Snyder proposes $54B budget with focus on 3rd-grade reading

Gov. Snyder talks about the budget with reporters in Lansing. (Feb. 11, 2015)


LANSING, Mich. (AP/WOOD) — Gov. Rick Snyder is proposing a $54 billion state budget that includes a focus on skilled trades training, third-grade reading and dental coverage for low-income kids.

The Republican governor plans a $75, or 1 percent, increase in the state’s minimum per-pupil funding for K-12 schools. Michigan’s universities would get a 2 percent increase in aid if they keep tuition hikes to no more than 2.8 percent.

Snyder also wants to provide dental coverage to low-income kids in Wayne, Oakland and Kent counties.

He said about 76 percent of the total budget is dedicated to education and health and human services.

Due to a projected $289 million shortfall in the current budget, Snyder also issued an executive order cutting more than $102 million from the budget. The projected revenue shortfall was caused primarily by higher-than-expected business tax credits being claimed.

The cuts are spread across multiple agencies and most account for very small percentages of the money budgeted for each item. For example, Snyder ordered a  a $304 thousand cut to the Earnest C. Brooks Correctional Facility in Muskegon. That will come out of a $50.3 million budget.

However, Snyder’s order does eliminate funding for three programs:

  • A $1.5 million pilot program in the Michigan Department of Community Health. The Pay for Success program would create contracts with groups, but those contracts would include specific performance measures that must be met before the groups get paid. The goal of the project is to lower costs for state services.
  • A $1 million pilot program called Juvenile Justice Vision 20/20. Run though the Department of Human Services, the program would create a program that would link DHS and courts to gather information on kids who are put through the Juvenile Court system. The goal is to better share and track data on juveniles in the criminal justice system. This project was an expansion of a pilot database run in Ottawa, Kalamazoo, Kent, Ionia, and Berrien Counties.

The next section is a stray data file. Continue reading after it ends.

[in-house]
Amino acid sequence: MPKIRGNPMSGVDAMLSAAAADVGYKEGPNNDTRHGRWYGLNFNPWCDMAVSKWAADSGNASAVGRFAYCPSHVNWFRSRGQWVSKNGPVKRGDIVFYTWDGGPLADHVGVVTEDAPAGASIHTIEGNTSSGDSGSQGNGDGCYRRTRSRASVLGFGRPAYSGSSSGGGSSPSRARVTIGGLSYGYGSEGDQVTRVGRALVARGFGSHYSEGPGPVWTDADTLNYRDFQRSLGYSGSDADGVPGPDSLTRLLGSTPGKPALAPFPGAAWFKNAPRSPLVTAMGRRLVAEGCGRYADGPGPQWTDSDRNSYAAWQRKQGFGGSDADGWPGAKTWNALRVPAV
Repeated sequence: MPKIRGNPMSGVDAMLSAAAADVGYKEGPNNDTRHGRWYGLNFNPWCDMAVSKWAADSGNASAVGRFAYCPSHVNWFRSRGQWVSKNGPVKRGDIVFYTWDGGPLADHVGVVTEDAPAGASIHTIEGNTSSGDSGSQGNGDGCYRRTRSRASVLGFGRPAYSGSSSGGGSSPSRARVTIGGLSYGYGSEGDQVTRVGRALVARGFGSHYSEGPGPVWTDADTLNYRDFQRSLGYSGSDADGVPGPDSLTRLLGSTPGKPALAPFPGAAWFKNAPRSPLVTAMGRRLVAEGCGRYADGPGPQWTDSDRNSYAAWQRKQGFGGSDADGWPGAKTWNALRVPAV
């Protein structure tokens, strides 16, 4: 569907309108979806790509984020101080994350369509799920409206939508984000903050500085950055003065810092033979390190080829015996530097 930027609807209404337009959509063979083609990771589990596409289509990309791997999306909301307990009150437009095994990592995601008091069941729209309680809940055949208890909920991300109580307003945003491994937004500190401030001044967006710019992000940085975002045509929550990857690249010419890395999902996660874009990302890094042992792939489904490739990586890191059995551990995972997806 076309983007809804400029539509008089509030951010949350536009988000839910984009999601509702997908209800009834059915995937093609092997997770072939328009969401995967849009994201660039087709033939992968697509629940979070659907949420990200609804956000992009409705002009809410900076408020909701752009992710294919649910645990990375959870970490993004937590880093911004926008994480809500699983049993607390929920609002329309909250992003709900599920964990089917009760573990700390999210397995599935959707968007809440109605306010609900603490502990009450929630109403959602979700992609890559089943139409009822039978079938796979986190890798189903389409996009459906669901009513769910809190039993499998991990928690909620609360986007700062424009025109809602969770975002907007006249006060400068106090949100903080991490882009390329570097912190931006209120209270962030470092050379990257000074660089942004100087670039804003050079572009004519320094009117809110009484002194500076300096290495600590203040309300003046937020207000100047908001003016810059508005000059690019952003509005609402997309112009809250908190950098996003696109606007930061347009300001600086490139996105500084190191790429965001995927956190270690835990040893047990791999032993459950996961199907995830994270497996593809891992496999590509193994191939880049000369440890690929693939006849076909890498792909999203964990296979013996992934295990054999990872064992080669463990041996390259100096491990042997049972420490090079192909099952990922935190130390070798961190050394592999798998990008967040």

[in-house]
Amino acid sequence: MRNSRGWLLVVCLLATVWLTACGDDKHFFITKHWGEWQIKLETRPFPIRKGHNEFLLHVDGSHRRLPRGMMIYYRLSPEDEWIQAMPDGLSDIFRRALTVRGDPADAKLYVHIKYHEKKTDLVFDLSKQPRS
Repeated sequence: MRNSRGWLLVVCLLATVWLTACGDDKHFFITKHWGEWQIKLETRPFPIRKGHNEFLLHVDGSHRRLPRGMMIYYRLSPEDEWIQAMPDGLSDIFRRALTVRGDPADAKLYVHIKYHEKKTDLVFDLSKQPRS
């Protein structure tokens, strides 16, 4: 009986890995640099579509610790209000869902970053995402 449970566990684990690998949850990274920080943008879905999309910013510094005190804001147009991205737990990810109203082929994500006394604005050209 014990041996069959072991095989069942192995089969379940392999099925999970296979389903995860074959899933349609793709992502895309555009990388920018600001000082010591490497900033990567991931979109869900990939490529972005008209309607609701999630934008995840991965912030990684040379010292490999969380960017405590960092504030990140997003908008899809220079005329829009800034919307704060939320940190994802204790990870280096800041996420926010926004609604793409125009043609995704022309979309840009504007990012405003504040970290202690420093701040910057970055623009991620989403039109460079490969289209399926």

• $3.4 million in funding for a phase-in of an Educator Evaluation and Assessment plan. The budget for 2015 appropriated the money, but only on the condition that two other bills pass and get signed into law. Neither bill cleared the senate, so this money would not have been available to be used.

Other cuts include:

  • 48% cut to In-Home community care program: (From $1,250,000 to $650,000): A one-time grant program to expand or create new in-home care and community-based juvenile justice services to rural counties.
  • 32% cut in the budget to implement Mental Health Commission Recommendations ($2,900,000 cut from a from $8,962,500 budget)
  • 22% cut for the Electronic Monitoring Center of the Department of Corrections  ($3,000,000 cut from a $13,365,400 budget)
  • 80% cut for DNR Non-motorized trail development and maintenance grants (cut $1,000,000 from $1,250,000 budget)

Critics questioned why that shortfall is happening if the economy is improving. The governor said he wouldn’t try to justify what happened before took office in 2011, but he offered a startling insight.

“To put the context for you, much like you doing a FIOA (Freedom of Information Act) request, that’s the same kind of information I get to see. So I read some redacted agreements and to be open with you, there’s a fair amount of questions and challenges about the visibility, timing, transparency and the ultimate costs of some of those agreements, and that’s what we’re digging through,” the governor explained. “What I have to say is I expect we’ll see testimony next week from the MEDC hopefully answering more questions, but this is one I’m personally engaged in. I’ve been working on this enough where I’ve been pulling some of my own Excel spreadsheets to make sure I can understand as much as possible given the lack of full visibility.”

Some Democrats would point to Snyder’s tax cuts for businesses as another possible reason for the shortfall in the budgets. Since we don’t know exactly who is using those tax credits, there is no evidence that they aren’t being used to do just what they were supposed to: help create jobs. But the fact that not even the governor can find out is at least mildly troubling.


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